How a room of such quiet minimalism can feel so warm and embracing is among the dining scene’s enduring mysteries. But that’s Komi’s magic, no tricks required. The seeming effortlessness of the pacing is a credit to one of the region’s best staffs, a group of earnest folks expert in reading tables and moods, who don’t merely keep the water glasses filled but—corny as it sounds—endeavor to make memories. Johnny Monis’s cooking—nominally Mediterranean but drawing on a range of global influences—never fails to surprise, and not just because the absence of a menu keeps you from knowing what’s coming. The night starts with a procession of bites that eschew cleverness in favor of flavors that are pure and clear—none so memorable, perhaps, as a date stuffed with mascarpone and roasted until it takes on the umami richness of foie gras. From there, it’s on to hand-rolled pastas, then a lusty portion of, among others, crisp-skinned goat or baby pig, meant to summon a communal feast along the Mediterranean coast. Desserts, a weak link in the past, have improved and provide a fittingly glorious finish.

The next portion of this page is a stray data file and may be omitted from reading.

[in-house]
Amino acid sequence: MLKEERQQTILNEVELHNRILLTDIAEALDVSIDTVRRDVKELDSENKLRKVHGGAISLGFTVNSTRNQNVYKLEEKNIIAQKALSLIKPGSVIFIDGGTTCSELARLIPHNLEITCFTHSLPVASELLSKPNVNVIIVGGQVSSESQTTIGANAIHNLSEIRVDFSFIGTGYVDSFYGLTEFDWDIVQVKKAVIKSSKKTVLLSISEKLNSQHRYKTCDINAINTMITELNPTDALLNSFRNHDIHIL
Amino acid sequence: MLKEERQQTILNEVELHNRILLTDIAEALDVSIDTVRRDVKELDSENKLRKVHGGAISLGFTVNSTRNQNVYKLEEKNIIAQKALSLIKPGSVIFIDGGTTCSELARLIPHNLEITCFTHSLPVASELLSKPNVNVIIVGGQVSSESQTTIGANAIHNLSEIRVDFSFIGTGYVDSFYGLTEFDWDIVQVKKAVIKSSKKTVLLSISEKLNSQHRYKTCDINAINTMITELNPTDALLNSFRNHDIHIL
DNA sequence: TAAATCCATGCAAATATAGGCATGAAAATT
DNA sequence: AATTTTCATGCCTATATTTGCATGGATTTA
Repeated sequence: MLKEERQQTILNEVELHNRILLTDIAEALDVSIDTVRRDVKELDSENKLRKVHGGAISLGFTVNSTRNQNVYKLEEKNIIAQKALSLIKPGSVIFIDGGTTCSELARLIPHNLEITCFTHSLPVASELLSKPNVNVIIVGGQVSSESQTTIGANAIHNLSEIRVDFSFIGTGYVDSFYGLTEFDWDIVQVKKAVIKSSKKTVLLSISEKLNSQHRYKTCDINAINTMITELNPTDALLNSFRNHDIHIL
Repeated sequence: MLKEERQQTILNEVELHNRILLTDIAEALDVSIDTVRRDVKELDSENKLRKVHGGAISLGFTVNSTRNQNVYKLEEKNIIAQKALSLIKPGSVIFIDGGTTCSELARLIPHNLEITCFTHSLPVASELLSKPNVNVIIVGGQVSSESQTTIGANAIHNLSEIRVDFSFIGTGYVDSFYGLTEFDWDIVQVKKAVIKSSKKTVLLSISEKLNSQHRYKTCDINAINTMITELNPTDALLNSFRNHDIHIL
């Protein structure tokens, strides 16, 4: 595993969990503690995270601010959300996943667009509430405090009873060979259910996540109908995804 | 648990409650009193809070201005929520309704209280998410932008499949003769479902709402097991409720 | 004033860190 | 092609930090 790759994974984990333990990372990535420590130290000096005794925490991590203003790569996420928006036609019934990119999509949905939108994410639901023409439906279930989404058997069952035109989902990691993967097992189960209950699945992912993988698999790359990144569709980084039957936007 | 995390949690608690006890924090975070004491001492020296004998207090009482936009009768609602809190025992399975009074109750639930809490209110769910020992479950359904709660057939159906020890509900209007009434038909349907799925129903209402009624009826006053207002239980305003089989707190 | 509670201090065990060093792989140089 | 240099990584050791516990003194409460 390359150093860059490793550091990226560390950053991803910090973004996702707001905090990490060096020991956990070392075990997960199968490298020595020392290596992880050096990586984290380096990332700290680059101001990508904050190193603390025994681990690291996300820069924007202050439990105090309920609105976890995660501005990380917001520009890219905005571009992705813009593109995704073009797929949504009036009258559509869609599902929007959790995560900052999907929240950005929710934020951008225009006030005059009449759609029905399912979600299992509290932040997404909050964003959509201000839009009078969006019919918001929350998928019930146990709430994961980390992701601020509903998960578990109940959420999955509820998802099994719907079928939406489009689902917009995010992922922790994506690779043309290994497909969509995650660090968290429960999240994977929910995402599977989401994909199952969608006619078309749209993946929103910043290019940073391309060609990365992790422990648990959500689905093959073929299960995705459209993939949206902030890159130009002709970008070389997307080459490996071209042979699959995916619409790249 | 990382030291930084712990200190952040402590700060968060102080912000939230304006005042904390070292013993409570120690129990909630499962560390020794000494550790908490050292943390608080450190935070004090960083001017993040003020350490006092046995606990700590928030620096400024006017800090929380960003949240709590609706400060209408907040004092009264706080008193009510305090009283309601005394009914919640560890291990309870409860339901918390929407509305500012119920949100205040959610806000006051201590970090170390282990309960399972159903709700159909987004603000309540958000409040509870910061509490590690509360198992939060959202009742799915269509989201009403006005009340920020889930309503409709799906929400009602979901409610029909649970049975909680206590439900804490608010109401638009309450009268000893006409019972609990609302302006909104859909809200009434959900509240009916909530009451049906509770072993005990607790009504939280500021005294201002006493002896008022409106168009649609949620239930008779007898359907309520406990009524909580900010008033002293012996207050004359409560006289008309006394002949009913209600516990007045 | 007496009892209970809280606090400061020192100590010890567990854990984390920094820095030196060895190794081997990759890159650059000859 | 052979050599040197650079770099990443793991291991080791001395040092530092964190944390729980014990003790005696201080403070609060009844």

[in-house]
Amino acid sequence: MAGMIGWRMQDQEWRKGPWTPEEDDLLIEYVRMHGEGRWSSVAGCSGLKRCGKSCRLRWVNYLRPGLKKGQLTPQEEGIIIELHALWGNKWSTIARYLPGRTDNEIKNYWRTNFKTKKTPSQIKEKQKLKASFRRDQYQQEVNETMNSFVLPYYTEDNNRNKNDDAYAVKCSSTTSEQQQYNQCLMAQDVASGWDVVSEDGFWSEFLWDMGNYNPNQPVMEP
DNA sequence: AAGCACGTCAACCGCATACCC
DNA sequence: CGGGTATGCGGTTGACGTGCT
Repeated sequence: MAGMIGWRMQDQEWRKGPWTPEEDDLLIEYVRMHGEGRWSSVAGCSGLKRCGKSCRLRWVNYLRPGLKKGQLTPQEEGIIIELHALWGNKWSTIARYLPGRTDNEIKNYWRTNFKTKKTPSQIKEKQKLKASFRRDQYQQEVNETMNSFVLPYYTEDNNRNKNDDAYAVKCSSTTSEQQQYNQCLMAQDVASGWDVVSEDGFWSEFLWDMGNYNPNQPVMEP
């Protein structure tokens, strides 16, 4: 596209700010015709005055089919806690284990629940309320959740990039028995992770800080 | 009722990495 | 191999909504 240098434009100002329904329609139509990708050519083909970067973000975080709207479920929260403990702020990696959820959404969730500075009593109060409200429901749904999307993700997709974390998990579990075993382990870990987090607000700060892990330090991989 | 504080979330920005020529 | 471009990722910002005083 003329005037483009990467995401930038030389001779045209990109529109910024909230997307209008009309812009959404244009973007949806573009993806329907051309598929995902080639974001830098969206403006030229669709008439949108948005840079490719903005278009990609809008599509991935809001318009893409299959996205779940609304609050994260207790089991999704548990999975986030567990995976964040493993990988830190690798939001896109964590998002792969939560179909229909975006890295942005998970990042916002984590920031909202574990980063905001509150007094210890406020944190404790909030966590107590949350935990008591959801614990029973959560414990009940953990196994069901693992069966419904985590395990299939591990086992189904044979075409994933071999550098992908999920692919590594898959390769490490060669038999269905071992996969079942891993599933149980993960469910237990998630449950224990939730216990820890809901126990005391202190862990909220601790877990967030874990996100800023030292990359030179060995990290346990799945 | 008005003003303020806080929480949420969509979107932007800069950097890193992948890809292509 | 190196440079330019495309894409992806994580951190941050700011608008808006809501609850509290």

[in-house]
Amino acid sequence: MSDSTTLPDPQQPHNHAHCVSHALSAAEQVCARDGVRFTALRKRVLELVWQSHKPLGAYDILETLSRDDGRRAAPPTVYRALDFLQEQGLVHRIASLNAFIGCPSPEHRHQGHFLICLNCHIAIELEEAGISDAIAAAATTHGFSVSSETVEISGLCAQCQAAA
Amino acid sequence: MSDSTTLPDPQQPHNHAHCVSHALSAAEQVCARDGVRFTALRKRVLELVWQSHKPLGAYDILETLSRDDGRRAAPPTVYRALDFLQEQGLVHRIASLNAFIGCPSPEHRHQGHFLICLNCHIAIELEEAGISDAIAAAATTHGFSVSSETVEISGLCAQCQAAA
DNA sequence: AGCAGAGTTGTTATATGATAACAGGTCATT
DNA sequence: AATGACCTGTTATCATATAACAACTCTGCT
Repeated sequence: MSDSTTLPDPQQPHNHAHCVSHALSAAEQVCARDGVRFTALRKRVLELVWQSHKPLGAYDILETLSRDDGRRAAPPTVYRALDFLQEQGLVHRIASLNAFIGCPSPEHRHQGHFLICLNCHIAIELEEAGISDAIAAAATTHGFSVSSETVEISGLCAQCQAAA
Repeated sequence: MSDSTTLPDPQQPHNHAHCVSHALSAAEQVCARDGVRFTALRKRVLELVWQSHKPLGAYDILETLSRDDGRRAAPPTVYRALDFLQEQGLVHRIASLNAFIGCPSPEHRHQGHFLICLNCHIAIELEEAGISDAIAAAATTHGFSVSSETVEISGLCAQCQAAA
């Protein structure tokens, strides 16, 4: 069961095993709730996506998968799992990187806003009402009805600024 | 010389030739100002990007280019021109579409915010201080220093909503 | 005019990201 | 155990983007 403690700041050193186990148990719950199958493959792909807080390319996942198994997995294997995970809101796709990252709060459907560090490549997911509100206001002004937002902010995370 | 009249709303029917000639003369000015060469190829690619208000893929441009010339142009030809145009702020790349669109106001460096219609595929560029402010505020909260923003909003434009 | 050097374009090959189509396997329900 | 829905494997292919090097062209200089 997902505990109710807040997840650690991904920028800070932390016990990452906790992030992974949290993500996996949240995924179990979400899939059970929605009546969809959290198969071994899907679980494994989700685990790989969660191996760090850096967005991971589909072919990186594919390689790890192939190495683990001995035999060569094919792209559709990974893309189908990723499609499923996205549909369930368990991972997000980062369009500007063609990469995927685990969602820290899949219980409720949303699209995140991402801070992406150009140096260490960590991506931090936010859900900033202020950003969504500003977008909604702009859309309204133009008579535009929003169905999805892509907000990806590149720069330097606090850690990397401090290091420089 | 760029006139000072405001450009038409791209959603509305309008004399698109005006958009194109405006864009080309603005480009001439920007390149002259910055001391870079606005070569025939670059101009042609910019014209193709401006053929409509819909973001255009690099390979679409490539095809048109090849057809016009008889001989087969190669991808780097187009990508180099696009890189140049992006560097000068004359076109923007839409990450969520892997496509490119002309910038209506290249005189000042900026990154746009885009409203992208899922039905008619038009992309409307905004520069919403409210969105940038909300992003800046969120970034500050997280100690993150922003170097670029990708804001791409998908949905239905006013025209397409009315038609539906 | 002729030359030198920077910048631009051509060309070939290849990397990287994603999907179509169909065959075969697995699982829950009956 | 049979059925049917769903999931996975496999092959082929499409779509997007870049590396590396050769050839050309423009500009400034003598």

Don’t miss: Trout roe on brioche; foie gras with Concord grape; sourdough with root-vegetable tartare; Greek dumplings with crab; Japanese cheesecake.